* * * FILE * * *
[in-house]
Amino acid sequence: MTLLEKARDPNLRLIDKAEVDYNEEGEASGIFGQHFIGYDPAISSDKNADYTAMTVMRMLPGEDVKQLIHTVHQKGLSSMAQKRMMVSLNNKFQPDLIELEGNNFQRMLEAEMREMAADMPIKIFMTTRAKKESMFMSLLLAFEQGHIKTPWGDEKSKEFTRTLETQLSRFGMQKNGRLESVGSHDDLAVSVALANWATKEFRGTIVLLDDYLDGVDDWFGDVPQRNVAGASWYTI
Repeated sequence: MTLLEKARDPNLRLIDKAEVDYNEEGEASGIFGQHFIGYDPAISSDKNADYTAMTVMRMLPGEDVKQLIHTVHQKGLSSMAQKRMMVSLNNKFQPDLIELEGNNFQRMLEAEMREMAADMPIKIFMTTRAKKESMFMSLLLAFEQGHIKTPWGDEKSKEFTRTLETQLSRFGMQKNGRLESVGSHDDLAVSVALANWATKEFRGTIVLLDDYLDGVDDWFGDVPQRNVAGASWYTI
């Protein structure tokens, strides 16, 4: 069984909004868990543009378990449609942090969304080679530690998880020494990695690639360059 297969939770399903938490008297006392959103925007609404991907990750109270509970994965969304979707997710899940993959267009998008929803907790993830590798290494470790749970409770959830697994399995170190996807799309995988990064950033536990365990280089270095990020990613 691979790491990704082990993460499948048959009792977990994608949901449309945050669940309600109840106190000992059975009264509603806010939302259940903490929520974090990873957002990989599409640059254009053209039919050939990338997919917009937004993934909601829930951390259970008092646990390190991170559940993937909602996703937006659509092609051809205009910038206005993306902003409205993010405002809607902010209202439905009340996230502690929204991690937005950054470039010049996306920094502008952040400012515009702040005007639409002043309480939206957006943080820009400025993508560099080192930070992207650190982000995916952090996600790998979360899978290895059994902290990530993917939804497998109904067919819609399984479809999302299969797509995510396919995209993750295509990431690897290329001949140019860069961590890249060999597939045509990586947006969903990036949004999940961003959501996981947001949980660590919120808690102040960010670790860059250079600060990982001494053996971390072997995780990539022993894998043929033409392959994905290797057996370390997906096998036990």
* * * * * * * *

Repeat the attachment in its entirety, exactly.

[in-house]
Amino acid sequence: MTLLEKARDPNLRLIDKAEVDYNEEGEASGIFGQHFIGYDPAISSDKNADYTAMTVMRMLPGEDVKQLIHTVHQKGLSSMAQKRMMVSLNNKFQPDLIELEGNNFQRMLEAEMREMAADMPIKIFMTTRAKKESMFMSLLLAFEQGHIKTPWGDEKSKEFTRTLETQLSRFGMQKNGRLESVGSHDDLAVSVALANWATKEFRGTIVLLDDYLDGVDDWFGDVPQRNVAGASWYTI
Repeated sequence: MTLLEKARDPNLRLIDKAEVDYNEEGEASGIFGQHFIGYDPAISSDKNADYTAMTVMRMLPGEDVKQLIHTVHQKGLSSMAQKRMMVSLNNKFQPDLIELEGNNFQRMLEAEMREMAADMPIKIFMTTRAKKESMFMSLLLAFEQGHIKTPWGDEKSKEFTRTLETQLSRFGMQKNGRLESVGSHDDLAVSVALANWATKEFRGTIVLLDDYLDGVDDWFGDVPQRNVAGASWYTI
């Protein structure tokens, strides 16, 4: 069984909004868990543009378990449609942090969304080679530690998880020494990695690639360059 297969939770399903938490008297006392959103925007609404991907990750109270509970994965969304979707997710899940993959267009998008929803907790993830590798290494470790749970409770959830697994399995170190996807799309995988990064950033536990365990280089270095990020990613 691979790491990704082990993460499948048959009792977990994608949901449309945050669940309600109840106190000992059975009264509603806010939302259940903490929520974090990873957002990989599409640059254009053209039919050939990338997919917009937004993934909601829930951390259970008092646990390190991170559940993937909602996703937006659509092609051809205009910038206005993306902003409205993010405002809607902010209202439905009340996230502690929204991690937005950054470039010049996306920094502008952040400012515009702040005007639409002043309480939206957006943080820009400025993508560099080192930070992207650190982000995916952090996600790998979360899978290895059994902290990530993917939804497998109904067919819609399984479809999302299969797509995510396919995209993750295509990431690897290329001949140019860069961590890249060999597939045509990586947006969903990036949004999940961003959501996981947001949980660590919120808690102040960010670790860059250079600060990982001494053996971390072997995780990539022993894998043929033409392959994905290797057996370390997906096998036990």